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  Father O'Dea: Kind, Gentle and Forgiving

By Ken Hartnett
Standard-Times
January 31, 1999

"The way he taught us all how to forgive will be the grand jewel in his heavenly crown." -- Bishop Sean O'Malley at the funeral of Father Thomas O'Dea.



No one sitting among the mourners at the church of St. Lawrence Martyr could doubt that Father O'Dea was genuinely loved. You could read affection for the man in a sea of faces as diverse as the city itself. "The Apostle of County Street" is how Bishop O'Malley described the priest, and hundreds of heads bobbed in assent.

Those people in the pews well knew the strengths and foibles of the parish priest who played such a continuous part in their lives, baptizing, counseling, marrying, offering Mass, burying the dead, consoling the living.

They knew first-hand about his kindness, gentleness, and simplicity. They also knew of the "cross" he came to bear late in life. His friends said he carried it high, with dignity and grace .

That cross was the pain of a story published in this newspaper back in December 1993.

That story should never have been published. While Father O'Dea's memory remains fresh, that must be acknowledged.



News is a hard business. I've spent a lifetime in it and I can tell you the job eats you up. It always has and always will. We newspaper people are supposed to be objective, unattached, aloof from any special interest or current passion. News, after all, is the stuff of other people's lives, not our own. News is what we cover; it is the stories that we seek. While we are human beings and care about what we see, hear and write about, we are trained not to let our feelings get in the way. The story must rule.

But not even the most hard-bitten among us is incapable of being swept away by a cascade of feeling. We are not outside our times. Popular belief and prejudice and competitive fervor can grip us, too. We make mistakes; we can follow false scents down blind and twisting trails.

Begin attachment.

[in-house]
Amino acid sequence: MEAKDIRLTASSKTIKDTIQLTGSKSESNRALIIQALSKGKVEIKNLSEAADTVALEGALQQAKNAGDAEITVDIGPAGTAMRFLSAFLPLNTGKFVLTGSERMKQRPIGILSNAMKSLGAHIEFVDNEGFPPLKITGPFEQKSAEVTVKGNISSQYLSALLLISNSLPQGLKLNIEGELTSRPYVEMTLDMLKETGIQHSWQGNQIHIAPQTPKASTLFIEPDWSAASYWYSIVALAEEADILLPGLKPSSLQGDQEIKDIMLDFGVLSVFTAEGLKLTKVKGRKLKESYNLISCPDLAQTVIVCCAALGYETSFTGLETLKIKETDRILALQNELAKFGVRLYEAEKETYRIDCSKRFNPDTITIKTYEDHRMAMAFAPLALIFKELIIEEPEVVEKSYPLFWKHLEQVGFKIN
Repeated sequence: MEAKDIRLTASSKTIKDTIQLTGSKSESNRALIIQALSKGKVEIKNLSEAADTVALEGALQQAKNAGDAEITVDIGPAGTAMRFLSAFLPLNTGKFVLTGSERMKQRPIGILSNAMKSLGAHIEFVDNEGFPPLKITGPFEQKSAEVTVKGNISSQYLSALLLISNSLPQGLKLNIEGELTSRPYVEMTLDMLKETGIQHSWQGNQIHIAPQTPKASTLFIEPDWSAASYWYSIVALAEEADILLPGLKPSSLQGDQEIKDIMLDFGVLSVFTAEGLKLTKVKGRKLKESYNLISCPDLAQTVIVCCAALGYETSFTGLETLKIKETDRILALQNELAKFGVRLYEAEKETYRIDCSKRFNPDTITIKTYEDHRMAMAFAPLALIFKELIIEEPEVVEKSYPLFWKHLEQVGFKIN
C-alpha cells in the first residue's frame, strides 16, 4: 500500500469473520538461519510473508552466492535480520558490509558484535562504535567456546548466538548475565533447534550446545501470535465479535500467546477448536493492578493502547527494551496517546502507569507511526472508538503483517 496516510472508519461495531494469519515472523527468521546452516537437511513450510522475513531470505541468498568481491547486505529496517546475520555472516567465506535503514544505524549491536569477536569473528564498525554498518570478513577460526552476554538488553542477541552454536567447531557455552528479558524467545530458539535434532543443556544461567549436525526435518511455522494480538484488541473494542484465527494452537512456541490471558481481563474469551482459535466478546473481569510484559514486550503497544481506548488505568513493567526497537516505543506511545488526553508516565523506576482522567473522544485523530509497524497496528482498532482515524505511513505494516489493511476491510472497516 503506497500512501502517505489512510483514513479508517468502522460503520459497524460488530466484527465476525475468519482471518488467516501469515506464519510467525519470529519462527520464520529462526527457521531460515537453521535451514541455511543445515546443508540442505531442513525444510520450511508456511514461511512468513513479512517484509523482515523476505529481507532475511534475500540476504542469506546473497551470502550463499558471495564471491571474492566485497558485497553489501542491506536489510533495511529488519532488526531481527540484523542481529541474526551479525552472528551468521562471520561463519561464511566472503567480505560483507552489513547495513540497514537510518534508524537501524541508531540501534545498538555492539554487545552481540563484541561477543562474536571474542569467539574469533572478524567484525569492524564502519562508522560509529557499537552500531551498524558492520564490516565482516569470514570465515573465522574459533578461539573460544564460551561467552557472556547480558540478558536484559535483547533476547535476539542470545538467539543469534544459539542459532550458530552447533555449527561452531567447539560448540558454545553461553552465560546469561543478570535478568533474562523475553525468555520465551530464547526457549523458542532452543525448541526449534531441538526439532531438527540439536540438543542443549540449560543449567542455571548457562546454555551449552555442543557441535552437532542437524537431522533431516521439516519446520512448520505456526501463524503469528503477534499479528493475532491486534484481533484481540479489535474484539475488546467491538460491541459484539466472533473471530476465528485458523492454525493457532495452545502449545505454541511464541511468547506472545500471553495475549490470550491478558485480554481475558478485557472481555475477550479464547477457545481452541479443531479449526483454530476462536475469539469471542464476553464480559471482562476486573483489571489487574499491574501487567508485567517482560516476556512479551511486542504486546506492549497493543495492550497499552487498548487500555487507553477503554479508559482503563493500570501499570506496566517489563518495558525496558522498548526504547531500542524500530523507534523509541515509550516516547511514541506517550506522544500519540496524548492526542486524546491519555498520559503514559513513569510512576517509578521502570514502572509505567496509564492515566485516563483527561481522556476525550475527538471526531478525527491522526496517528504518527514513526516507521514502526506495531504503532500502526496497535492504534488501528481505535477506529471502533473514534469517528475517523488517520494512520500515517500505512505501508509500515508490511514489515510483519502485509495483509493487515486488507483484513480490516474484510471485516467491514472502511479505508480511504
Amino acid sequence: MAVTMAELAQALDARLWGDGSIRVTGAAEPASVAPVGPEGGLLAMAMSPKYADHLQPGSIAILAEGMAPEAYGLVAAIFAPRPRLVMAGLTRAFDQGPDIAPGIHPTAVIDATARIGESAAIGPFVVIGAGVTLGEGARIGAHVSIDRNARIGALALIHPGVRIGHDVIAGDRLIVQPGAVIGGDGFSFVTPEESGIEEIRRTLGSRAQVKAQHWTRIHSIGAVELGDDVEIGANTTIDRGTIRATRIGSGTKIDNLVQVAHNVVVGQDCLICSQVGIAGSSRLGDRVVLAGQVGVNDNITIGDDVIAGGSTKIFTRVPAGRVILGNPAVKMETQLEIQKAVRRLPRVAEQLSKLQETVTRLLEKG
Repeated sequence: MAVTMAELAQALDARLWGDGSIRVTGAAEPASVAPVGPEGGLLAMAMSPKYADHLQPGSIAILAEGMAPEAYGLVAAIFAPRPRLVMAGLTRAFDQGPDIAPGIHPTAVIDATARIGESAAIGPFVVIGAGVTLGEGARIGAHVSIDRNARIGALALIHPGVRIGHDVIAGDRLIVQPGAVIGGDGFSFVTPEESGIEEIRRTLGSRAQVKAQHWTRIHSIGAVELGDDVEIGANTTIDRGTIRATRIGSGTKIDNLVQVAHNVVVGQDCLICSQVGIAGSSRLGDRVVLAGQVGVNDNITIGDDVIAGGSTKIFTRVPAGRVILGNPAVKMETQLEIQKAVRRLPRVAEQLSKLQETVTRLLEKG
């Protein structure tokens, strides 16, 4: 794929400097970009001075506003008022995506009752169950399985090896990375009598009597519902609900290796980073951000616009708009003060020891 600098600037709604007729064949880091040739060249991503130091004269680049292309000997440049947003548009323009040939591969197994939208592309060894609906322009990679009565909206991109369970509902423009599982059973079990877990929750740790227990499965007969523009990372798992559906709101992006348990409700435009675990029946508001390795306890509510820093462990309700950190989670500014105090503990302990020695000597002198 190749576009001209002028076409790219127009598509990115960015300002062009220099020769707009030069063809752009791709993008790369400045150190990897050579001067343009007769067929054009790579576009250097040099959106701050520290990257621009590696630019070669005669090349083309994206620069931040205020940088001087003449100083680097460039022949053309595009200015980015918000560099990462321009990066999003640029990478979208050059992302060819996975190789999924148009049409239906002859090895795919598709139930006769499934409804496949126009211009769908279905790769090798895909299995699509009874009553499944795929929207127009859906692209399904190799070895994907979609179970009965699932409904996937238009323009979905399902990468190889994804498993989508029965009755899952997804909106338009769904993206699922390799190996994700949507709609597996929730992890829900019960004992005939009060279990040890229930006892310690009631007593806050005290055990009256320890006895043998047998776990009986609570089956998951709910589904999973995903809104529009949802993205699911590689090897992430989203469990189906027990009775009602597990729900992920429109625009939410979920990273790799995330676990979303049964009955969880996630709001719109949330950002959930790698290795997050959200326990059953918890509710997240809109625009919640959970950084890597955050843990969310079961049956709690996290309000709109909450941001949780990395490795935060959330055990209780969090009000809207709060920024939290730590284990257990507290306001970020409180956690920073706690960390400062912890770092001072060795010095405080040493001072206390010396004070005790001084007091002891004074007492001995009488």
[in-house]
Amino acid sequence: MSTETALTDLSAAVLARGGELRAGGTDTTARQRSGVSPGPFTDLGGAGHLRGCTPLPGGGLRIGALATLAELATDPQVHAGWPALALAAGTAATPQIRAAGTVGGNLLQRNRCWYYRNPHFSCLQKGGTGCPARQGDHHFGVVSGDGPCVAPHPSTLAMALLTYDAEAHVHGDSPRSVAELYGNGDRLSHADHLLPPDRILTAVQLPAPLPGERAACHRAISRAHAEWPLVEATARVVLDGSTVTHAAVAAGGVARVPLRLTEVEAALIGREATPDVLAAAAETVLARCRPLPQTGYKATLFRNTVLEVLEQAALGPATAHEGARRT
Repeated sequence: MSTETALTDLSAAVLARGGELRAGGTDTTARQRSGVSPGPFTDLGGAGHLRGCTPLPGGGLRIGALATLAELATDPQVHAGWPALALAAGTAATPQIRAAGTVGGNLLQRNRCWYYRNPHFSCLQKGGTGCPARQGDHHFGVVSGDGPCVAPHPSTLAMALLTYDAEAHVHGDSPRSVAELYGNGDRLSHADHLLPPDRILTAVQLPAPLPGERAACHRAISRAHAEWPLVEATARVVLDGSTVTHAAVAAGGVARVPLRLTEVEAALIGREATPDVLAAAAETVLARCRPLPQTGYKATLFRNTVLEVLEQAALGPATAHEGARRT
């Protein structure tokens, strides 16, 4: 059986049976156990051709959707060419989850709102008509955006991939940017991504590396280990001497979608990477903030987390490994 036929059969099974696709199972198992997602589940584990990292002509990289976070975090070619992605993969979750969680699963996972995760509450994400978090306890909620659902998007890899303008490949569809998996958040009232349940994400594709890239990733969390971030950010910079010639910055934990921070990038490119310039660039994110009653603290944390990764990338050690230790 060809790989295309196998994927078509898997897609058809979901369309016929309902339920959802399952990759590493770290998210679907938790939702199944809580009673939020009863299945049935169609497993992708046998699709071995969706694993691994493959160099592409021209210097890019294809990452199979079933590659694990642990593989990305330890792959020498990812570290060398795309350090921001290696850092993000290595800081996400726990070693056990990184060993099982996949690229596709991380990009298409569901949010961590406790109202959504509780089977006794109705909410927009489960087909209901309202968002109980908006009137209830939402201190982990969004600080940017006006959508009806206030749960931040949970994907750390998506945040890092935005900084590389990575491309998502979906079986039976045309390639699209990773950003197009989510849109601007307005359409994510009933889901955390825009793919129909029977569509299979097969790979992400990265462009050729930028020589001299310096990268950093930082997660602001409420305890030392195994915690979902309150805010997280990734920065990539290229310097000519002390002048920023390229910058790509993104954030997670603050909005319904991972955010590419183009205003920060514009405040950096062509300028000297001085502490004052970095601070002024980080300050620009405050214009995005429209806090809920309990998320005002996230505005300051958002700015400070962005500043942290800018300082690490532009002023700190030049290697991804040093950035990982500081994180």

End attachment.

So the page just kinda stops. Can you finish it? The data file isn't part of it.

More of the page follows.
Usually, professionalism serves as our guard rail. It keeps emotions in check, assures fairness, compensates, in our case, for the fact that we're the only local newspaper in town.

But professionalism itself is not foolproof. Guard rails can and do give way.

News isn't brain surgery. We don't have clinical trials. We go on our gut, our instincts, and our sense of story. We don't have a textbook to follow. We do have, each one of us, our own code of conduct. That means we don't cut deals to keep stories out of the paper. It also means we don't cut corners to get stories into the paper. We have rules, standards, procedures.

Still, the Father O'Dea story somehow got through the ordinarily effective system of safeguards that keeps the innocent from being trampled in print.

It was a story based on an accusation of a crime against a minor.

The story itself arose out of the mists of recovered memory during the corrosive heat of the Father Porter scandal. It offered the reader guilt by association but no corroboration, no supporting data, not even a whiff of suggestive anecdote.

The story, as we say in the news business, lacked legs, and like all stories with so little substance, it quickly and deservedly died.